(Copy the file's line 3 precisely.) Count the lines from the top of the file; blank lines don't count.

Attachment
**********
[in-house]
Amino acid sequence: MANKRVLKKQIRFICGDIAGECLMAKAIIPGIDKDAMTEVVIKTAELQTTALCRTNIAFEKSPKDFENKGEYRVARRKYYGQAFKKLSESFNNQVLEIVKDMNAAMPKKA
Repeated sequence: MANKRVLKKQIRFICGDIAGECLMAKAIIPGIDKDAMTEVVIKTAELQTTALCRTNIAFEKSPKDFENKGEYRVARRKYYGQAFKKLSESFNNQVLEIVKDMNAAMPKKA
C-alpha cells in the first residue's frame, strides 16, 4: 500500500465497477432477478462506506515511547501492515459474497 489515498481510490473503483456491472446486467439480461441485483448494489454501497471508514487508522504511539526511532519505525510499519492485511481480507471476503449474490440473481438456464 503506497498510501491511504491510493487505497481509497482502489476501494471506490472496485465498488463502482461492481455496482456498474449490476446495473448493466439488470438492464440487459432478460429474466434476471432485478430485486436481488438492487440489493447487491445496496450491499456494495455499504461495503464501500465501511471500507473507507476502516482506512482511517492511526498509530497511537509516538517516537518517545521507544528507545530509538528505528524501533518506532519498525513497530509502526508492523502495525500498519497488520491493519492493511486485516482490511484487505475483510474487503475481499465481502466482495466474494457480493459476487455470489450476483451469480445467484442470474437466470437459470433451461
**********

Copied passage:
Repeated sequence: MANKRVLKKQIRFICGDIAGECLMAKAIIPGIDKDAMTEVVIKTAELQTTALCRTNIAFEKSPKDFENKGEYRVARRKYYGQAFKKLSESFNNQVLEIVKDMNAAMPKKA